It’s no secret that the United States is lagging behind other countries when it comes to paid time off for new parents. In fact, the U.S. is one of only three countries surveyed by the United Nations that doesn’t guarantee paid leave for mothers—Oman and Papua New Guinea are the other two countries. Moreover, only 12 percent of workers in the U.S. receive paid family leave. Netflix, however, has decided it’s time to change the status quo.
The wildly popular video streaming company announced on Tuesday that they will offer unlimited, paid maternity and paternity leave to all employees for one year after the birth or adoption of a child. The policy will allow employees to take off a full year with pay, work part-time hours, or even take off additional time if needed after returning to work full-time.
“We want employees to have the flexibility and confidence to balance the needs of their growing families without worrying about work or finances,” Netflix’s Chief Talent Officer Tawni Cranz wrote in the company’s official blog. “Experience shows people perform better at work when they’re not worrying about home. This new policy, combined with our unlimited time off, allows employees to be supported during the changes in their lives and return to work more focused and dedicated.”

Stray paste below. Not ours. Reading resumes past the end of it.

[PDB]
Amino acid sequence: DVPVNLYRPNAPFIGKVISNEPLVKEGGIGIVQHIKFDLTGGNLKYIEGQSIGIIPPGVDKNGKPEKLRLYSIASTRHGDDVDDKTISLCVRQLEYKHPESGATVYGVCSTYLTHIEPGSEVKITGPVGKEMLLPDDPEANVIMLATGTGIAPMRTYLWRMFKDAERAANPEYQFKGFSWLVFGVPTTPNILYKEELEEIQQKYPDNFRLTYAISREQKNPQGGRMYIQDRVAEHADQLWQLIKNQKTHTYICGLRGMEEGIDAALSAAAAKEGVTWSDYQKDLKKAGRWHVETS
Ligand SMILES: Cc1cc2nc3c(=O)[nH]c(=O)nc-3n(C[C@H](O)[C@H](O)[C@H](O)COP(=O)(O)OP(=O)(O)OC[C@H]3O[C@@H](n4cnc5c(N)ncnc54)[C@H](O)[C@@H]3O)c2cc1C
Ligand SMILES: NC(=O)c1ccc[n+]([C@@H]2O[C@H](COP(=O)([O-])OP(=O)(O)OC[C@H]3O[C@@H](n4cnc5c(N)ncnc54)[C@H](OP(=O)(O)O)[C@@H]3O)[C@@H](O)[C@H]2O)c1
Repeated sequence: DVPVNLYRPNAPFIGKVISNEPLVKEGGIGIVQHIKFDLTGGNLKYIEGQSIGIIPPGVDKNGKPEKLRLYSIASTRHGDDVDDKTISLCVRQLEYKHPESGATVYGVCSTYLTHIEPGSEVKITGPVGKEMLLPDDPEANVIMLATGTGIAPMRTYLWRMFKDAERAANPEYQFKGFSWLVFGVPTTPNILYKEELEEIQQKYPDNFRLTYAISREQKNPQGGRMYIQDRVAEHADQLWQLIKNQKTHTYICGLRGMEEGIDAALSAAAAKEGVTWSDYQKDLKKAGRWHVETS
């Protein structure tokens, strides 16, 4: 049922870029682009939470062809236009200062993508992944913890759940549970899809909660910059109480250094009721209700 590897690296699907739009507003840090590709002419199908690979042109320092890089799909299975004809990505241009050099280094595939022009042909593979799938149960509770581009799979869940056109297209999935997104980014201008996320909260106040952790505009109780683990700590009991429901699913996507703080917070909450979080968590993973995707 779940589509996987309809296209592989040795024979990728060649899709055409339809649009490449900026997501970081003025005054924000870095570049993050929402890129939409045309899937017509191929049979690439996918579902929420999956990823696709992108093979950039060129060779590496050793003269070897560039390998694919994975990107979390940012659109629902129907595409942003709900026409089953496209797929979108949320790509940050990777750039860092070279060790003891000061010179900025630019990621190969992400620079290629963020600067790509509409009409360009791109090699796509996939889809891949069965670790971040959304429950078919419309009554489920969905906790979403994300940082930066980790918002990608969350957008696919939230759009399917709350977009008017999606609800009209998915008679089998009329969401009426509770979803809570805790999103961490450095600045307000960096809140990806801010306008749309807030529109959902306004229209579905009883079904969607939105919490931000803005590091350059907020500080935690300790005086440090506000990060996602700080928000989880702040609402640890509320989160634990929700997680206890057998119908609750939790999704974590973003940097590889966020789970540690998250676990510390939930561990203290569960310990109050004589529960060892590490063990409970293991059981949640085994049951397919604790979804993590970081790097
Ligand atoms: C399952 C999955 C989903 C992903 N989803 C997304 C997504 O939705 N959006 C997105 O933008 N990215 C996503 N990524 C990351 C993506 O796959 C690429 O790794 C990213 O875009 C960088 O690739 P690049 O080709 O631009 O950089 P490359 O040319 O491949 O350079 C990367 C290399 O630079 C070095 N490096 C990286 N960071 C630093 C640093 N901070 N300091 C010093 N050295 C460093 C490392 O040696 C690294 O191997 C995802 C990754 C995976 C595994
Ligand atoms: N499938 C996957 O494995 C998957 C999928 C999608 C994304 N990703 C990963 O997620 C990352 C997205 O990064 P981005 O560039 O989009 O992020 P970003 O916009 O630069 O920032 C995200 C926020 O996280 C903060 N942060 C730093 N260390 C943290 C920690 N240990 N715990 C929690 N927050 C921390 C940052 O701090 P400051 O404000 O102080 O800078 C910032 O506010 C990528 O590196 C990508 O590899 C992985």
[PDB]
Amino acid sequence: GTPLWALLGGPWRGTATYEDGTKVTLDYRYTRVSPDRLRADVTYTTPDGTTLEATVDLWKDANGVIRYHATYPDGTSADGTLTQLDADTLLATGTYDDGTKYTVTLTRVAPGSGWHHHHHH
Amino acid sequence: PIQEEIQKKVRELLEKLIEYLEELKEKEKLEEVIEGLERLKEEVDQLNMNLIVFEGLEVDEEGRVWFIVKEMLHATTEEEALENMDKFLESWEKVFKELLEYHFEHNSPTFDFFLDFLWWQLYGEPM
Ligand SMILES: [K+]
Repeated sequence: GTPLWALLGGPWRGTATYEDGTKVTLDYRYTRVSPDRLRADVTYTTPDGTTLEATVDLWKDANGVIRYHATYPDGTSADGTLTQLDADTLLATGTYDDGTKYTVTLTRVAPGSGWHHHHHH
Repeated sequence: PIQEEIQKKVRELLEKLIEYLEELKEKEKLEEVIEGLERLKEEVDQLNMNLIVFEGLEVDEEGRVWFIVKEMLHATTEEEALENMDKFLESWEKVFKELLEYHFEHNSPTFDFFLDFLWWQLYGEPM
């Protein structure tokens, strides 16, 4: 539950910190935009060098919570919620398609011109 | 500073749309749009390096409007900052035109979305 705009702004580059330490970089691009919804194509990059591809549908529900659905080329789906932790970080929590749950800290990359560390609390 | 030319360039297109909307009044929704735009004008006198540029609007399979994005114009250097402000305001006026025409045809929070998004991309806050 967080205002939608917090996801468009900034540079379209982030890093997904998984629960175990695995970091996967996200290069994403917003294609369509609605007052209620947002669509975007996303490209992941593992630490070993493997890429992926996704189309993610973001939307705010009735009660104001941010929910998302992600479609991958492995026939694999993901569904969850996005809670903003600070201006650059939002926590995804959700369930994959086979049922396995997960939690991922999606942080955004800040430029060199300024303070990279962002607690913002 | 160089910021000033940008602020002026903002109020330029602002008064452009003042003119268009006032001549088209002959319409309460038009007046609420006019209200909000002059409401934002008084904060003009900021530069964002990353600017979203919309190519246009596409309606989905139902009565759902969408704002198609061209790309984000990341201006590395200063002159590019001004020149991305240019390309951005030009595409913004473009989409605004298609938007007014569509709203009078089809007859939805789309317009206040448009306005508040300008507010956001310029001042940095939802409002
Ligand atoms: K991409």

Netflix isn’t the first company to offer generous parental leave—Google offers five months of paid leave to new moms and Facebook offers both mothers and fathers four months—but no one else is giving unlimited leave. And, many companies offer unequal time to women and men which inadvertently stimulates gender inequality and discrimination in the workplace.
While this is a progressive move on Netflix’s part, there is criticism that the policy is too vague. “In an ideal world, new parents would decide how many days to take off in the vacuum of their own personal lives, but it’s silly to assume that such a safe space exists,” Claire Zillman wrote in an article for Fortune. “It’s tainted by concerns about missing too many meetings, returning to too many unanswered emails, and it prompts comparisons to other new parents who missed fewer days following their child’s birth.”
Will Netflix employees take advantage of this progressive policy? Will other companies follow Netflix’s example? Will traditional working models begin to change? Only time will tell. But for now, we think that this policy is a huge step in the right direction—not to mention a great recruiting tool for Netflix!